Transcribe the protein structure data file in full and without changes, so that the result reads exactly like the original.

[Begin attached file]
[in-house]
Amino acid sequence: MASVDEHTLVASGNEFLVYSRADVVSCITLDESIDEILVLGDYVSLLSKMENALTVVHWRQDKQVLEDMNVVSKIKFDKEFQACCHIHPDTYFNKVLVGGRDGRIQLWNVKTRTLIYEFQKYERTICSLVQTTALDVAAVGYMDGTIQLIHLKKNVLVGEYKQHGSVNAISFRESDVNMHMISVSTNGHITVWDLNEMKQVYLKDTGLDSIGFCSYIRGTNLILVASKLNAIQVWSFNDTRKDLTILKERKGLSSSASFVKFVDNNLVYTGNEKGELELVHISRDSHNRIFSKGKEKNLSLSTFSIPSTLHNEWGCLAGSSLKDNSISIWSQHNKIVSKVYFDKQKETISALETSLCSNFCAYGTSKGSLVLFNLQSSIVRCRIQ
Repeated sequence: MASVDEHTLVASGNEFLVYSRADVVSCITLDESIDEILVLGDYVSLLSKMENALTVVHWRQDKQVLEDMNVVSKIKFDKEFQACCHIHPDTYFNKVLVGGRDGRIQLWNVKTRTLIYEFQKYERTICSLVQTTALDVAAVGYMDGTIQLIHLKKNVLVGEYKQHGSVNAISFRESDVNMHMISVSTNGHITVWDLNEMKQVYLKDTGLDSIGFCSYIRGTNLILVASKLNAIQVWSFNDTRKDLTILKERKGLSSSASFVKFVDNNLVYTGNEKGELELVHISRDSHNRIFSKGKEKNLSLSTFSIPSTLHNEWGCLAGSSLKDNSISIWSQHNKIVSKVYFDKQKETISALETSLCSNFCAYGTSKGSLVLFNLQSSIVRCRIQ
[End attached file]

[in-house]
Amino acid sequence: MASVDEHTLVASGNEFLVYSRADVVSCITLDESIDEILVLGDYVSLLSKMENALTVVHWRQDKQVLEDMNVVSKIKFDKEFQACCHIHPDTYFNKVLVGGRDGRIQLWNVKTRTLIYEFQKYERTICSLVQTTALDVAAVGYMDGTIQLIHLKKNVLVGEYKQHGSVNAISFRESDVNMHMISVSTNGHITVWDLNEMKQVYLKDTGLDSIGFCSYIRGTNLILVASKLNAIQVWSFNDTRKDLTILKERKGLSSSASFVKFVDNNLVYTGNEKGELELVHISRDSHNRIFSKGKEKNLSLSTFSIPSTLHNEWGCLAGSSLKDNSISIWSQHNKIVSKVYFDKQKETISALETSLCSNFCAYGTSKGSLVLFNLQSSIVRCRIQ
Repeated sequence: MASVDEHTLVASGNEFLVYSRADVVSCITLDESIDEILVLGDYVSLLSKMENALTVVHWRQDKQVLEDMNVVSKIKFDKEFQACCHIHPDTYFNKVLVGGRDGRIQLWNVKTRTLIYEFQKYERTICSLVQTTALDVAAVGYMDGTIQLIHLKKNVLVGEYKQHGSVNAISFRESDVNMHMISVSTNGHITVWDLNEMKQVYLKDTGLDSIGFCSYIRGTNLILVASKLNAIQVWSFNDTRKDLTILKERKGLSSSASFVKFVDNNLVYTGNEKGELELVHISRDSHNRIFSKGKEKNLSLSTFSIPSTLHNEWGCLAGSSLKDNSISIWSQHNKIVSKVYFDKQKETISALETSLCSNFCAYGTSKGSLVLFNLQSSIVRCRIQ